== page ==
Phase II Enterprise Study Model

Discussion in 'Fan Art' started by Shaw, Jun 27, 2013.

  1. Shaw

    Shaw Commodore Commodore

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    Thanks guys!

    Well, I was about to pull the model apart when I decided to add on a few more elements and borrowed the stand from my two-thirds scale 33 inch TOS Enterprise. I also decided to shoot it from the other side this time.

    [​IMG]

    I included a shot of the original studio model under construction even though this model is more reflective of Jefferies' version of the design.
     
  2. publiusr

    publiusr Rear Admiral Rear Admiral

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    A real beaut'
     
  3. Mycroft Maxwell

    Mycroft Maxwell Lieutenant Commander Red Shirt

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    I wonder how much money was blown on Phase II before it got scrapped for the motion picture? Model making is NOT cheap, especially studio models.

    Anyways, that model you made looks fantastic. If I were a burglar, I'd steal it with a professional heist team as if i were knocking over fort knox. I really wish I had your patience, talent, and skills.
     
  4. sojourner

    sojourner Admiral Admiral

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    That's probably part of the reason TMP was so expensive to make. It had to absorb phase 2 costs.
     
  5. Ensign Ro-

    Ensign Ro- Commander Red Shirt

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    I remember reading an article where Gene Roddenberry was VERY upset with the model maker because of a great lack of detail for the big screen. Ended up scrapping it and having a entirely new model made by a new crew.

    Shaw...your's is looking fantastic. Looking forward to more updates.
     
  6. Shaw

    Shaw Commodore Commodore

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    Thanks guys!

    ... I guess I'll need to remember to lock my windows now. :eek:


    Roddenberry never had any problems with the Phase II Enterprise, either model or design, for Phase II. The issues popped up when Paramount decided to make the pilot into a movie. This caused a large shift in how the production was being approached and new people were brought in from outside to help with the conversion.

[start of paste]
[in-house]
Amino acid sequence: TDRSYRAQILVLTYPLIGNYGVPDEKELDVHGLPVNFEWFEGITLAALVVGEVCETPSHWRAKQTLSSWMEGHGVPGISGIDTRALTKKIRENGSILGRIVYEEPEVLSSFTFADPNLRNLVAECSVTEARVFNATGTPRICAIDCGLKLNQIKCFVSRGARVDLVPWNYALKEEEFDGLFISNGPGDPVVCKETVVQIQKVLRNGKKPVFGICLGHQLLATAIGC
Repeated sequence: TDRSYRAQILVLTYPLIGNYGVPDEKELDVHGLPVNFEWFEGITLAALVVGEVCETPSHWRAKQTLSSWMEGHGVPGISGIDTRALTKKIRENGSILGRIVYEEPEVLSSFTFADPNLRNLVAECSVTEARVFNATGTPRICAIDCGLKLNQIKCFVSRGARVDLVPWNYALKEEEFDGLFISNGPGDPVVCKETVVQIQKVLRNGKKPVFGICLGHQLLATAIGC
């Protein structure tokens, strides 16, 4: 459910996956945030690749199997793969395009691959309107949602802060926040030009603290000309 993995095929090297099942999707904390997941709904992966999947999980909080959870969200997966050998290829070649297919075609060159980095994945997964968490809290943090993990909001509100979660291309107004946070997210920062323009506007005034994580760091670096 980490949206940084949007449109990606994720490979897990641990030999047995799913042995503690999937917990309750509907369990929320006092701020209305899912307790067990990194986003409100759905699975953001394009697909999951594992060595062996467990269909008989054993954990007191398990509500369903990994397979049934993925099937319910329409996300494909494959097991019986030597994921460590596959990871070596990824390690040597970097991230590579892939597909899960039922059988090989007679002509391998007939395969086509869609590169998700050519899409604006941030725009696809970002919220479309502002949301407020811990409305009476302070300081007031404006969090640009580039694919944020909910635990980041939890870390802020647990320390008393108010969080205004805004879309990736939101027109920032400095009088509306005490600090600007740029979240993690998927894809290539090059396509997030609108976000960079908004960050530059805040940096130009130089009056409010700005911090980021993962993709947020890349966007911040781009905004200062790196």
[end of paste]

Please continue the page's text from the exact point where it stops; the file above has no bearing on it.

Enter Robert Abel and Associates with Richard Taylor. These guys thought they knew what was needed to make movie effects that could match Star Wars. Taylor, who hated the Enterprise design anyways, wanted a bigger model (the Phase II Enterprise was almost 5.5 feet, the TMP model about 8 feet in length) and Magicam (a subsidiary of Paramount) wanted the credit for building the model to help with their resume. Basically, in the game of musical chairs in the transition from Phase II to TMP, Price/Loos were left without a seat.

    The idea that a bigger model was needed was absolutely wrong. The Phase II Enterprise was the same scale as the Reliant, which looked awesome on the big screen. All this was done for political reasons, so people could give themselves credit for what was on screen.

    And Taylor is one of the worst offenders of all, and is most likely responsible for the loss of the 33 inch TOS Enterprise loaned to Robert Abel and Associates (when Roddenberry called Bob Abel asking for the model back, Abel said he didn't know where it was). In Taylor's mind, everything from Phase II should have been scrapped and not really knowing anything about Star Trek, he didn't seem to realize that the 33 inch TOS Enterprise model wasn't part of Phase II. This is evident from a recent interview where he said...
    "The model that was being built really didn't have that - I can't remember any lights that were built into it but it was about two and a half, three feet long or something."
    So I think they discarded the 33 inch Enterprise model thinking it wasn't anything special.

    Taylor went on to take credit for the redesigning of the nacelles from their original TOS shapes...
    "A lot of people like it, of course, so what I did was redesign it by making it much more elongated, more streamlined. I totally redesigned the nacelles so they weren't, as in the original television series, like cigar containers, or circular. They were much more rectilinear and longer, a lot of parallel lines. I was very much trying to give the Enterprise an art deco look, a lot of horizontal lines, stretched things, and added a lot of detail everywhere on the surface and throughout the construction of the Enterprise, that's one of the primary things that I did with all of the models, not just Enterprise, but adding surface detail, enlarging the models, building light systems into them so that we could make multiple passes."
    But those were things that Jefferies had actually done (and Probert built upon). And the Phase II Enterprise studio model, which was almost five and a half feet long, was intended to be far more lit than the TMP Enterprise ended up being.